Reply #55 - 09/11/05 at 21:26:27
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1. d4  Nf6
2. c4 g6
3. Nc3 Bg7
4. e4 d6
5. Be2 O-O
6. Bg5 c5
7. d5 h6
8. Bf4 Qa5
9. Qd2 e5
10. Bxh6

With  good reasons, which most, if not all of them, have been seen, my opinion is the only thing unclear is the reason to believe White has any hope here for anything except a way to secure a draw.  Black will utilize his trumps in this line and they are enough to counter whatever White thinks he has.  But I think we have looked at that plenty.

So let's see the other option--

10. Be3 a6
11. f3 Nbd7
12. g4 Nb6
13. h4 h5
14. g5

A. 14. Nh3 hxg4 15. Ng5 g3 16. f4 Ng4 17. f5 gxf5 18. exf5 Bxf5 19. O-O e4 20. Ncxe4 Qxd2 21. Bxd2 Bxe4
22. Nxe4

B. 14. Bh6 Bxh6 15. Qxh6 Na4

14...    Ne8
15. Nh3 Na4
16. a3 Nxc3
17. Qxc3 Qd8
18. b4 b6

White has nothing.  Black is fine.

Wink
  

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Re: Averbakh without Bg5...??
Reply #54 - 09/11/05 at 21:16:00
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Quote:
5.  Your post could be interpreted as a means to just attack me or talk negatively about me.


Bladez,

No. It was meant to be a satire at the drama unfolded by this whole thread. It was inspired by Gabriel Garcia Marques' Novel "Chronicle of a Death Fore Told" It had nothing to do with you or your analysis. Please don't reply to this. I don't want to be involved in this thread any further.
  

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Re: Averbakh without Bg5...??
Reply #53 - 09/11/05 at 16:59:11
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Here is my opinion about BladezII' variation:

1.d4 Nf6 2.c4 g6 3.Nc3 Bg7 4.e4 d6 5.Be2 0-0 6.Bg5 c5 7.d5 h6 8.Bf4 Qa5 9.Qd2 e5 (BladezII' new move)

Now after 10.dxe6 Bxe6 11.Bxh6 and so forth my intuition doesn't say "better for White", but rather "unclear" as in BladezII' variations. If this was the critical variation and I played this as White I would have tried to analyse it thoroughly.

But White can simply play 10.Be3 (evaluated by castlerock as better for White; I agree). BladezII analysis continues 10.-,a6 11.f3 Kh7 12.h4 Nh5.

White can improve with 12.g4! which prevents Nh5. Now Black has difficulties getting any effective counterplay on the queenside (or in the center or the kingside) whereas White's kingside attack is pretty straightforward (h4, Nh3, h5 and if Black plays g5 White shouldn't hesitate to sac either N or B on g5).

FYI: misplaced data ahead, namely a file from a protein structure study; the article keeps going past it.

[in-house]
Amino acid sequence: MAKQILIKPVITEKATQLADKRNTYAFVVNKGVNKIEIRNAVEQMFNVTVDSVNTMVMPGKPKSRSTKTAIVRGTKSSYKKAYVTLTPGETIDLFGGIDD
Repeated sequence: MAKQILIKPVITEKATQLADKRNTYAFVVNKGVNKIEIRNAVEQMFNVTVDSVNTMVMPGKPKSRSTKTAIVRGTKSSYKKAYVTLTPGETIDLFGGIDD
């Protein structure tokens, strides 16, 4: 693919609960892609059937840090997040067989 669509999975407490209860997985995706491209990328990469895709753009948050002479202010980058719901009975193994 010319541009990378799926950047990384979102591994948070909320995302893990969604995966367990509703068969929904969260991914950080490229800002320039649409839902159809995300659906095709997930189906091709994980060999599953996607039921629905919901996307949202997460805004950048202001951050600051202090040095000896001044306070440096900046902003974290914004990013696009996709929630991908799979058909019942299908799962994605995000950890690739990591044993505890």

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Re: Averbakh without Bg5...??
Reply #52 - 09/11/05 at 11:01:22
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1.  I never ever claimed the following -- " an important revelation not known to chess fraternity" And you should not interpret it that way just because I spoke so proudly about it.  The revelation came from you interpreting it in that manner.  After I gave the invitation not to attack anyone, you go ahead and post what you did above.

2.  Since White is obviously playing for a win and the one who carries most if not all of the burden to establish an advantage in the opening, when Black plays a line that objectively or truthfully should give him a comfortable game or deny White of what he is looking for, then it is a problem for White.  That is how what I said should be interpreted because it is what I meant.  A problem does not have to be interpreted as a refutation.   If you don't know what I mean by saying this or that, you can just ask me.

3.  Unless you find 14...  Nc6 in some database, it could be a new idea here.  When you say I claimed any moves before this to be new that is just not right.

4.  When I shared my evaluation of the position I wrote the following :

"I took some time to really evaluate the position here and the appreciate the trumps for Black since White's trumps are already clearly ideantified. Black has valuable trumps that are stong enough to counter
White's. In fact, his trumps must be used immediately since they rely on the temporary weakness of White's position. The Weakness of White's King is just as real and exploitable as Black's Kingside. One of the immediate weakness is that it sits on the open file. The pinned White Knight, White's weakness on the Q side which is significant only because Black can infiltrate with theQueen and find avenues of approach to Black's Kingside after the Q has caused some wreck on the Q side. The better placement of Black's pieces compared to White's, and last but not least Black has a better control of the center."

Fritz or any other programme did not "speak" to me to tell all of this.  I did this on my own.  It also was my motivation to want to show that Black is all right, that given  the circumstances, that the future from this position should at least be good for him as much as it is good for White.

When I gave an exclamation mark to .... Re8 it was also because of the key idea to play the Rook on the open file facing off with White's King.